JEFFERSON CITY — There will be not just one, but three Democratic party chairs heading committees in the Republican-led House of Representatives come January, including Rep. Chris Kelly, D-Columbia.
The three Democratic chairmanships are the most granted to the minority party in the history of the state House, said next year's house speaker, Steven Tilley, R-Perryville.
"I visited with my dad a few weeks ago," Tilley said. "My dad basically said, 'Listen, you have the opportunity to hop in a boat, float down the stream, end the ride and not do a lot but be excited that you were speaker. Or you can hop out of the boat, create some waves and charter a new course.' And that's exactly what I'm going to do."
With a vast majority of Republicans in the legislature, the appointments are a step to share power with the Democrats, he said.
"I've got 106 Republicans. I've got a clear mandate from the voters in the state. I could probably do what everybody wanted within our party and ignore the Democrats," Tilley said. "I think that's the wrong way to go, and I think (next year's House Democratic leader) Rep. Talboy appreciates that."
Kelly spent 10 years on the House Budget Committee serving as both chair and vice chair when Democrats controlled the chamber. Now the senior member in the House, he will be in charge of the committee that writes the House version of the budget for law enforcement and prisons as chair of the Appropriations Committee on Public Safety and Corrections.
"I think it would have been inappropriate and churlish to turn down the invitation from the speaker," Kelly said. "I feel an obligation to return the speaker's confidence with a continuing show of bipartisanship. My colleagues, appropriations chairs and I are going to do everything we can to keep the cost down of running this government, and that is an incredibly nonpartisan issue."
Despite Democratic expectations, Kelly indicated a need to accept recognition of the enormous Republican gains in the election last month.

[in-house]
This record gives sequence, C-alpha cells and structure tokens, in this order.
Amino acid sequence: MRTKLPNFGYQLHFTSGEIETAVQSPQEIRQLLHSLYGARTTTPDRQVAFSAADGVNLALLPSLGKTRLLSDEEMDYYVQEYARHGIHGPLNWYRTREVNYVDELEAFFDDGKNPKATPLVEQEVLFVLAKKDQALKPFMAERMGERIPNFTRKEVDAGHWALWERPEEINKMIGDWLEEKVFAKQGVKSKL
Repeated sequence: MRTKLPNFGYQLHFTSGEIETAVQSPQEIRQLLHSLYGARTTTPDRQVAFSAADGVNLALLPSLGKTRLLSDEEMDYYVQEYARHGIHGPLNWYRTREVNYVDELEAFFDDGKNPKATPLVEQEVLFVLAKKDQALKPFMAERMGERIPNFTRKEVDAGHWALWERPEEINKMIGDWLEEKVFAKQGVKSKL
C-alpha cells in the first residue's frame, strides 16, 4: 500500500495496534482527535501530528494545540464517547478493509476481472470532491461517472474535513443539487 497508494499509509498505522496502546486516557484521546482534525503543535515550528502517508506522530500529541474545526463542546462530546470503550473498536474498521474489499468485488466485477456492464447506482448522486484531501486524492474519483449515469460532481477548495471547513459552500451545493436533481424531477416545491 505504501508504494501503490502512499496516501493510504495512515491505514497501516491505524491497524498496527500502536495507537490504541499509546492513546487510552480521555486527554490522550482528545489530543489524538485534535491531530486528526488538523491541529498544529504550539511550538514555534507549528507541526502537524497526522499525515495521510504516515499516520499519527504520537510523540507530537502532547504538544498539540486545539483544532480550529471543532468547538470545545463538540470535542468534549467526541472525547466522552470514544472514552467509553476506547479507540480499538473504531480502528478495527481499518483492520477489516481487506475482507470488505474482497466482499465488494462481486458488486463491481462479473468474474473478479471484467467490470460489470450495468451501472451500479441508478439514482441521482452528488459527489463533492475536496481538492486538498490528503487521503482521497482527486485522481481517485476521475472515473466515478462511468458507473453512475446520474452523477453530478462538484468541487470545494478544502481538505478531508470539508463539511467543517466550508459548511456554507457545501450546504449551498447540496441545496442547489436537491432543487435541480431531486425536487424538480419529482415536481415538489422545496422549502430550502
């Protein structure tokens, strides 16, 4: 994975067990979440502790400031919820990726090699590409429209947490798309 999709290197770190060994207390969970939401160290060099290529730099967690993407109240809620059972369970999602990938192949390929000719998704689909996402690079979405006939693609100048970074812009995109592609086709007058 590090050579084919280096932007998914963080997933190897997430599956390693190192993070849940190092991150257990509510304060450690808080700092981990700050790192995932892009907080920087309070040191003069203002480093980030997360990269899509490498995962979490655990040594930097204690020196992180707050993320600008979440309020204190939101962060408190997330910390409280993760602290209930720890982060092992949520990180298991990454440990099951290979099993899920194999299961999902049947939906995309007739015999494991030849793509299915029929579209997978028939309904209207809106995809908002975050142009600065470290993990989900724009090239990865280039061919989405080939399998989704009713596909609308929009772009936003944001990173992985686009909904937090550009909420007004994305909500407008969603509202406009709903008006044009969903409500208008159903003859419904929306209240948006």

"I try to live in the real world. The fact is, we had an election; elections have consequences. Republicans won the election. They have a legitimate opportunity to try to run the government in the ways that are consistent with the people who voted for them. It's my job as a representative of my district and as a state representative to try to do what I can to fit those together with the needs of the state and my district," Kelly said.
In the past several years, Republicans have given the chairmanship of an urban issues committee to a Democrat. However, handing the chairs of three committees to minority party members was unprecedented, according to House staff.
"It's outside the box. It's something that no one's ever done before," Tilley said. "But if you look at the people I've appointed chairmen ... they're talented people. And they'll do a fantastic job on behalf of this state."
Tilley also announced his intention to appoint Rep. Linda Black, D-Bonne Terre, as chair of the Corrections Committee and Rep. Jamilah Nasheed, D-St. Louis, as chair of the Urban Issues Committee.
Technically, Tilley cannot make those appointments until Jan. 5, when the new General Assembly takes office, House members elect their speaker and the House adopts rules creating the committees.
Tilley said he believes in the power of the two-party political system and wanted to ensure Democrats still have input in the legislative process. The chairmanships particularly reward those who are honest, hard-working and reasonable with leadership positions, he said.
"I've always believed the person is more important than the party," Tilley said. "I think it's important to choose people who are best qualified for the position, regardless of their party."
This is also the first time the committee chairmanships have been announced so early, Tilley said. With the extra time, the new chairmen have been asked to look closely at their committee's purpose and responsibilities as well as speak with their committee members individually so everyone is prepared for the first legislative session.
"We've got 70 new members in the Missouri House, we've got 9.5 percent unemployment, we've got a budget deficit of $600 million," Tilley said. "We've got significant problems in this state, and I think it's important to do everything I can as the incoming speaker to try and make sure our new members are up to speed as fast as they can."